Finding Austronesian Ancestors by DNA by Herbert P. Holeman, Ph.D.

In Present Times

Next Generation Sequencing state-of-the-art technology scans virtually the entire Y chromosome in searching for a single line of male descent dating back thousands of years to more recent ancestry. To the point, of my original task, I wanted to imagine the biogeographical world traveled by those archaic and modern-day humans with whom I share DNA. The markers uncovered so far, have accomplished much of the former, the ancient populations with whom I share DNA.

I have established the origin of Haplogroup O, my paternal genetic ancestry has remained in East Asia. Moreover, beginning with my ancestor ~24,700 years ago with the M122 marker to a Holocene ancestor of ~10,200 years ago, O-F996 and a more recent ancestor of 4,300 years ago with the O-706 marker indicative of populations in China, Cambodia, Philippines, and Thailand the lineage has steadily migrated to the southeast where significant population changes have occurred in the past 10,000 years.

Consistent with the migration pattern of my paternal ancestors in Figure 19 is the pattern revealed in Figure 16 of the Austronesian languages. It is without question, the relationship between Taiwan’s indigenous languages and those of the south Pacific regions is undisputed. The Austronesian language family spread along with the human migration from Taiwan through the South China Sea into the Philippines, Java, Borneo, and Sumatra. Later migrations included migrations from the South China Sea onto the mainland in Vietnam and the Malay Peninsula.

Figure 20
Pattern of Austronesian Migration
~11,500-4,100 Years Ago

Austronesia Area Map

This pattern is consistent with the archaeological discovery of the Liangdao man 8,000 years ago. It suggests the Austronesian origin into Taiwan from the southeast coast of China. Thus, representing the pre-Austronesian split apart from Austroasiatics in the southeast coast of China ~6,000 years ago and dispersing of the south Chinese rice farmers into Taiwan to become proto-Austronesians.

Adding further support for the pattern are DNA genomes from other prehistoric inhabitants of Southeast Asia 4100 years ago which have been sequenced by teams led by Hugh McColl and Mark Lipson et al. Their progenitors successfully occupied Taiwan, which is commonly thought of as being the watershed of Austronesia and the Austronesian culture, From there they expanded into the Philippines. As Peter Bellwood points out in his work, 2017 Neolithic Cultures in Southeast China, Taiwan and Luzon, China south of the Yangzi can be regarded in cultural, linguistic, and population terms as part of Southeast Asia.

Neolithic is a term meaning “New Stone Age”, or the time period concurrent with the advent of farming and domesticated animals rather than hunting and gathering. For China, this period ranged from ~10,000 to 2000 BCE.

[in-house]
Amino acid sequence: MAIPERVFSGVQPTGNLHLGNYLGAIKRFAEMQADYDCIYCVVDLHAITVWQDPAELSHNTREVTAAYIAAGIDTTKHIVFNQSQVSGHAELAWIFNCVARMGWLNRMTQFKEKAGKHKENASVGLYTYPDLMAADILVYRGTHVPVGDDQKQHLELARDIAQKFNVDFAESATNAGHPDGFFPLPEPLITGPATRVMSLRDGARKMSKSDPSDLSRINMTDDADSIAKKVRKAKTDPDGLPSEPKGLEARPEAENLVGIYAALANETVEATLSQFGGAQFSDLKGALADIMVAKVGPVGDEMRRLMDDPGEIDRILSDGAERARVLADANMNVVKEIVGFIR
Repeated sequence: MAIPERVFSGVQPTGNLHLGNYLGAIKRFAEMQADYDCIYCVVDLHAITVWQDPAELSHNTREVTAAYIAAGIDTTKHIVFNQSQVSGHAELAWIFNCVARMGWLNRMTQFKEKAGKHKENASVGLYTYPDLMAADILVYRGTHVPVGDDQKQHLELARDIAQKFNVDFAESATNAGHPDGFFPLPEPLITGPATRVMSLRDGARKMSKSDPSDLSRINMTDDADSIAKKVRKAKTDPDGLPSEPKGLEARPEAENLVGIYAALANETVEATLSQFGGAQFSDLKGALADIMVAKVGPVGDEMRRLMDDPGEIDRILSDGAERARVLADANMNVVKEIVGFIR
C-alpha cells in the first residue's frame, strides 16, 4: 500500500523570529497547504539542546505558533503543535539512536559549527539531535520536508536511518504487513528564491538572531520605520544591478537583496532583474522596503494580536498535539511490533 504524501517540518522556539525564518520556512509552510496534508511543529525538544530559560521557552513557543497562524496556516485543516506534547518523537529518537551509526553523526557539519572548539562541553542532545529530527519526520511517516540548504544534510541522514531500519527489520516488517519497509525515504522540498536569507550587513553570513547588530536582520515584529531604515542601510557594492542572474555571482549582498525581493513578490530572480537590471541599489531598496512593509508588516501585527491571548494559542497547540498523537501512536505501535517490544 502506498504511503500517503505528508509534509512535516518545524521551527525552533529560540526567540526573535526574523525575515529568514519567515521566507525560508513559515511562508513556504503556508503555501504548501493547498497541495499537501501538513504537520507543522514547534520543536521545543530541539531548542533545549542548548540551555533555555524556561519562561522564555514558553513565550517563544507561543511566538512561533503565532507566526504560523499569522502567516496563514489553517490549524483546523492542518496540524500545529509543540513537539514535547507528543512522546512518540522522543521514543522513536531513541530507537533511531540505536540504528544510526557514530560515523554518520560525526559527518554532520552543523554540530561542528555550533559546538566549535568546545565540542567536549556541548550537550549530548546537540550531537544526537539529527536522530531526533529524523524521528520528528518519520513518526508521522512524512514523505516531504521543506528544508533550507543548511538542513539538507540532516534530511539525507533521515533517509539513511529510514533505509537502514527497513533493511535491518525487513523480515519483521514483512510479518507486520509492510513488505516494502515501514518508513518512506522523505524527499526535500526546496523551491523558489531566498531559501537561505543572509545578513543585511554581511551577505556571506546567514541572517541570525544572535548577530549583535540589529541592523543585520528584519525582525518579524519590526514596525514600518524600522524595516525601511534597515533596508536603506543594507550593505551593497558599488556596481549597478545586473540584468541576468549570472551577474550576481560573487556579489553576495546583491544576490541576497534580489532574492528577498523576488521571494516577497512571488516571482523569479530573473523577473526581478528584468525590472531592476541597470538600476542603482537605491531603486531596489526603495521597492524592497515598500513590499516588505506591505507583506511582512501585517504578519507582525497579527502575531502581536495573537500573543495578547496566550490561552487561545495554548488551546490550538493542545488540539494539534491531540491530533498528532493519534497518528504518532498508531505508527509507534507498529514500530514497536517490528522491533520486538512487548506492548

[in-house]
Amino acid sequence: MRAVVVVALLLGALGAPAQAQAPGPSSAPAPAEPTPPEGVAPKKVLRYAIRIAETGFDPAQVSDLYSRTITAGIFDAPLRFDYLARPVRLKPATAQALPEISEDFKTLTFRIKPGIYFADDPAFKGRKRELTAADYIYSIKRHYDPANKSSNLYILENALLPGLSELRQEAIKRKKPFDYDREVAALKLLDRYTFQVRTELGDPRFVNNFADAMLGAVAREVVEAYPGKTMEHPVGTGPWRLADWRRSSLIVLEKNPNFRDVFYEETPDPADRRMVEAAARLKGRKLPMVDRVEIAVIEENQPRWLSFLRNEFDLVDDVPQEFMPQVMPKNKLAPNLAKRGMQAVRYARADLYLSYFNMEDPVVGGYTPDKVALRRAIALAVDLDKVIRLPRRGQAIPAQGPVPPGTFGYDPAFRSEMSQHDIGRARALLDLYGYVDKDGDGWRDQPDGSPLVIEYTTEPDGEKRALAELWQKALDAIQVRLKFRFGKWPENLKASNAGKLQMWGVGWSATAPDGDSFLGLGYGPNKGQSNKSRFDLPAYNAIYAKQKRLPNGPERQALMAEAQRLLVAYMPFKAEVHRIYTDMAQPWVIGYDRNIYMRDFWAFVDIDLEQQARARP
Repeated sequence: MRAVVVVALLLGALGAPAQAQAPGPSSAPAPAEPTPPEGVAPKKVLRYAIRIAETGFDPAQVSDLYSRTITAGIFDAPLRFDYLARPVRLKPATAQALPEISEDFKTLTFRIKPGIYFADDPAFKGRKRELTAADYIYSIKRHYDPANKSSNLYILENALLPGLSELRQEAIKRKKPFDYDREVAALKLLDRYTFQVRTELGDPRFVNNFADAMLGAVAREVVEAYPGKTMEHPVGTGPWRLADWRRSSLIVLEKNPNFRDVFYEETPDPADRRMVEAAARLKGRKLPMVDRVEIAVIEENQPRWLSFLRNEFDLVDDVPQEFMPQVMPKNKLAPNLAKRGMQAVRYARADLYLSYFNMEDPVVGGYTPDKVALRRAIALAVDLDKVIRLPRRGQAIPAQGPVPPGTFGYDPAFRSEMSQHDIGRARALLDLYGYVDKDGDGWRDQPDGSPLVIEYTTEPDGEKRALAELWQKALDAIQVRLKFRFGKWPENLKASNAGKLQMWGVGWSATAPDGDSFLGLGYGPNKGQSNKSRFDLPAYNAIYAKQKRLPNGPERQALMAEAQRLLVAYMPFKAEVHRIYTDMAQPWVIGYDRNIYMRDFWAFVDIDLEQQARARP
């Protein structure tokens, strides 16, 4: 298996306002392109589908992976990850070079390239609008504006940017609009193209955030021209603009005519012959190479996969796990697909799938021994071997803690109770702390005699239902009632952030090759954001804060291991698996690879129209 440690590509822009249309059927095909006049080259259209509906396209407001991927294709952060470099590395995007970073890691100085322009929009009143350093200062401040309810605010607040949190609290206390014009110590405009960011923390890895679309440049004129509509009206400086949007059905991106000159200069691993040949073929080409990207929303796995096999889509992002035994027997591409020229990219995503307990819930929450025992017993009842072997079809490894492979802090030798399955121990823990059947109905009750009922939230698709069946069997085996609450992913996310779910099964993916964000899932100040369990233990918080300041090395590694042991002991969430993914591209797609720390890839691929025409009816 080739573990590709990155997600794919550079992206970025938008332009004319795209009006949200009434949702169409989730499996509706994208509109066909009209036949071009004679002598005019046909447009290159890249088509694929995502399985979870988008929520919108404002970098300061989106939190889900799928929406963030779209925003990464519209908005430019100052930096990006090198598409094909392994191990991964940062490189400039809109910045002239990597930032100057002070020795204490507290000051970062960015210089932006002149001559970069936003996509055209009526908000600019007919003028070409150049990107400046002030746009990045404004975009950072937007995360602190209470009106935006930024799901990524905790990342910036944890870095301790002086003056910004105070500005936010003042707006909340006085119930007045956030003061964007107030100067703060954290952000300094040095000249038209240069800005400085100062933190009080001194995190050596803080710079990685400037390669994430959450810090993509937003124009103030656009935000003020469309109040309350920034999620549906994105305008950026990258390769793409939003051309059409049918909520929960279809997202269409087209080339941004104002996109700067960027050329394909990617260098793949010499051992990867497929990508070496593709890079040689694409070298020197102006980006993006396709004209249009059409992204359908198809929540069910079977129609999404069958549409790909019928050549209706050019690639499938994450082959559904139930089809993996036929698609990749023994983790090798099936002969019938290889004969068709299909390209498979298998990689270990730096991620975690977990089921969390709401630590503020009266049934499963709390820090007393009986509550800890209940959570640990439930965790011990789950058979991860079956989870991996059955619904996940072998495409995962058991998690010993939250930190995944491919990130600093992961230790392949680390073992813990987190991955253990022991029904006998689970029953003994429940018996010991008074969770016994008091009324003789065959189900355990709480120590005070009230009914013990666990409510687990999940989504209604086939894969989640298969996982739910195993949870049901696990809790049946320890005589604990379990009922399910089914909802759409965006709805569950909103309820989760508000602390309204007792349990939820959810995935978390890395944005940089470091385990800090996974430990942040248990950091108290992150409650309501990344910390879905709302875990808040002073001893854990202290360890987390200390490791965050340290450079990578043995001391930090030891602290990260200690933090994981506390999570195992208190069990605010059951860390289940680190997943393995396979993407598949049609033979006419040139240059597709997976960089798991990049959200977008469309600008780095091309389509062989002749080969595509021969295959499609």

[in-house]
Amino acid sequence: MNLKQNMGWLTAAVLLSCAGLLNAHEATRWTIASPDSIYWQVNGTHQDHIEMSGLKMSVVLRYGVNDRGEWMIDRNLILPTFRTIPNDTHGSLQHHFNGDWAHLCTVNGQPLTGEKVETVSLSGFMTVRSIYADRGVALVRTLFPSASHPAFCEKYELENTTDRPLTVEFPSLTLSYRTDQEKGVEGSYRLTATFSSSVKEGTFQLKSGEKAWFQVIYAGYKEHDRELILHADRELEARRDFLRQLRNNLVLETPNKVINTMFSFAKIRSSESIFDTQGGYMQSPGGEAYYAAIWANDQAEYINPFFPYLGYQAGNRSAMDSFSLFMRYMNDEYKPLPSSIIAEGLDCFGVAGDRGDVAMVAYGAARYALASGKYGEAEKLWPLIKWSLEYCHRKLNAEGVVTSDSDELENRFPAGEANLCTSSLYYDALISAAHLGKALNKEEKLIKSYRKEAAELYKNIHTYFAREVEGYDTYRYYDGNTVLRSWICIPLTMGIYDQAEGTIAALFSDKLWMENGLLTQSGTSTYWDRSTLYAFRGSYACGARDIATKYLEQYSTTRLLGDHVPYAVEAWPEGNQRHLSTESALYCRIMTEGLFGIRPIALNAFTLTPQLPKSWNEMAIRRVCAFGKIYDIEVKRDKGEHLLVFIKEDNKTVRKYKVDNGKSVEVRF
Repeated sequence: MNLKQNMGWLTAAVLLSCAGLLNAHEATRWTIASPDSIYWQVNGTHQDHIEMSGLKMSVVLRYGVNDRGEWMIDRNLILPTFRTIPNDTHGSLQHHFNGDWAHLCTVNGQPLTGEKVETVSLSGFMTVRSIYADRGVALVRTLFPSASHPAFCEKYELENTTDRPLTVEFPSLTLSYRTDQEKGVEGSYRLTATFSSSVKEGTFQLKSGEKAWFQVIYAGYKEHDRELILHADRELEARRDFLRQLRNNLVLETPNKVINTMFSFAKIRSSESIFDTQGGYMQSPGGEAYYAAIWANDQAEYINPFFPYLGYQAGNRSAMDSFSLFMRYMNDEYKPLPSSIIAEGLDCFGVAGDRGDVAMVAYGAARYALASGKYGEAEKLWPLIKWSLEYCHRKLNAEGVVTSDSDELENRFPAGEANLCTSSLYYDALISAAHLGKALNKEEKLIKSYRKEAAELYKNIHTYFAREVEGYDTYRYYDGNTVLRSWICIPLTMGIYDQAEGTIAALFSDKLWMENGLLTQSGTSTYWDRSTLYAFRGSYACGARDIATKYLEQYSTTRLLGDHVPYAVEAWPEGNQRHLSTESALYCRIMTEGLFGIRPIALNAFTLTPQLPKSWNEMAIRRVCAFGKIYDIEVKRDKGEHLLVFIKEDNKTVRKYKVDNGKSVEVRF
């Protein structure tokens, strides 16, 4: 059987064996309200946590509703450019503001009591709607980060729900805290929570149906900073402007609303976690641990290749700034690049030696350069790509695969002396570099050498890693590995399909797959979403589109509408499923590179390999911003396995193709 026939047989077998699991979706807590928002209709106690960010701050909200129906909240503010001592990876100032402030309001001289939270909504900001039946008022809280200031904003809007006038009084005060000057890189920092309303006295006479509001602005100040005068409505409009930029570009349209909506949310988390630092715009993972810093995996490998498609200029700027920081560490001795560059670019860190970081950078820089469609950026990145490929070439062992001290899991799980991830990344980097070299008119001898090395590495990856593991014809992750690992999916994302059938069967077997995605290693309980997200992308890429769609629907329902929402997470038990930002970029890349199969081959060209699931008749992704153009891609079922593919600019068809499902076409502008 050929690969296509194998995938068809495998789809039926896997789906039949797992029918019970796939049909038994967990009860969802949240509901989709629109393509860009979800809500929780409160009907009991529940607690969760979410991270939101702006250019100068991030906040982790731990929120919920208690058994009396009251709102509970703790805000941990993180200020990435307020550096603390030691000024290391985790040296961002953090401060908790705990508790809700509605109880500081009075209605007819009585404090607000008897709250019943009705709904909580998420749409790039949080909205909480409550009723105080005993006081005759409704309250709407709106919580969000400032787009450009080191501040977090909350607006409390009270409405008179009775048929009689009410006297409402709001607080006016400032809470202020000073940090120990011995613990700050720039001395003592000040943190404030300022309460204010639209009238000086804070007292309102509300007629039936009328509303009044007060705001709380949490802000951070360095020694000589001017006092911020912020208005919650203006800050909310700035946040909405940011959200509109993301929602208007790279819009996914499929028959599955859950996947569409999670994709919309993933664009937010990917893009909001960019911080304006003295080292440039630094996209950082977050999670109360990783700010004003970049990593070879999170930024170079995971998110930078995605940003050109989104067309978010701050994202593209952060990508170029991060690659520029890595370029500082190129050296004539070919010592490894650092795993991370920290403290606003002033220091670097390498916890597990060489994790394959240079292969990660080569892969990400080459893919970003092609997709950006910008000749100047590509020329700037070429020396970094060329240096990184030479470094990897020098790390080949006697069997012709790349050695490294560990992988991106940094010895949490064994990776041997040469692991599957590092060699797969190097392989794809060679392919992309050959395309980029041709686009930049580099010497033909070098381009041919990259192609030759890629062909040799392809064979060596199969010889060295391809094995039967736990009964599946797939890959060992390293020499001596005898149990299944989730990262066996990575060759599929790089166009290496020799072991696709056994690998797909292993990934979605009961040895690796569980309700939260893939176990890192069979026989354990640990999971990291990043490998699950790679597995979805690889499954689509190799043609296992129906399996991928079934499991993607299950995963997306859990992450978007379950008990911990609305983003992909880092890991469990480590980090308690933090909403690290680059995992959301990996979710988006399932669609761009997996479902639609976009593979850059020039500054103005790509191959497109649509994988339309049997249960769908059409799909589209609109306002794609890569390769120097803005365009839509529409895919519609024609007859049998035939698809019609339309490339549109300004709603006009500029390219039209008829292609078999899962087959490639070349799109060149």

Figure 15
Neolithic Haplogroup O


Current genetic analysis suggests the majority of the people in the Philippines are of Austronesian descent who migrated from Taiwan around ~2000 or so years ago as the result of maritime trade. Similarly, these progenitors have become dominant in Borneo and the Malay Peninsula and furthered the Austronesian expansion into Indonesia ~2100 years ago. This is pertinent to my ancestral surmise.

My most recent marker, A 16139 falls within this geographical location and timeframe (2400-5400 years before present time)

The consensus of my having paternal Austronesian ancestry among the various autosomal and Y-DNA testing providers

Figure 21
Archaeological sites in southern Taiwan, the Batanes Islands, and northern Luzon

Austronesia Area Map

As Hsiao-chun Hung writes in his paper, History and Current Debates of Archaeology in Island Southeast Asia, 2019, he refers to linguistic and archaeological findings in support of the Out of Taiwan (OOT) concept as valid for describing the geographic spread of populations across ISEA from Taiwan. Similarities among the Austronesian speakers of Taiwan and the Philippines and Western Indonesia have been correlated with the migratory routes inferred by phyogeography and archeology in Southeast Asia. An interesting video of How the Taiwanese Aborigines Shaped Modern Asia can be viewed here. The vast area depicted in the Out of Taiwan Model is of interest to my ancestral search.

Figure 22
Out of Taiwan Model
Austronesian Expansion into ISEA

Austronesia Area Map

Recent Paternal Ancestry

The answer to the geographical migration of my ancestors to present day location lies in my 28 unamed private variants yet to be confirmed as genetic markers. There were known to have formed on average every two-three generations. In this case, 70 generations or a span of 1400 to 2450 years. The reason for this variance in times is twofold.

I represent one biological generation, my parents are in a another generation, and my child in yet another generation.

A vew centuries ago, the average life-span was 20 years and now in westernized cultures it is 35 years for males.

Given, in time, my novel variants likely will become new markers and point to more recent ancestory, I suspect within the last 500 years, it will fall within the geographical area of Figure 23.

Figure 23
Taiwan Austronesian Southeast Asia Expansion
6000-2000 Years Ago

Austronesia Area Map

For the moment, my thoughts on recent ancestry are best expressed by the words of Roberta Estes about her DNA research for a paternal ancestor, "If I’m incredibly lucky, maybe there will be a family line SNP (Novel Unnamed Variant) and it won’t just narrow the line, it will give me a long-awaited answer by genetically announcing which line was his."


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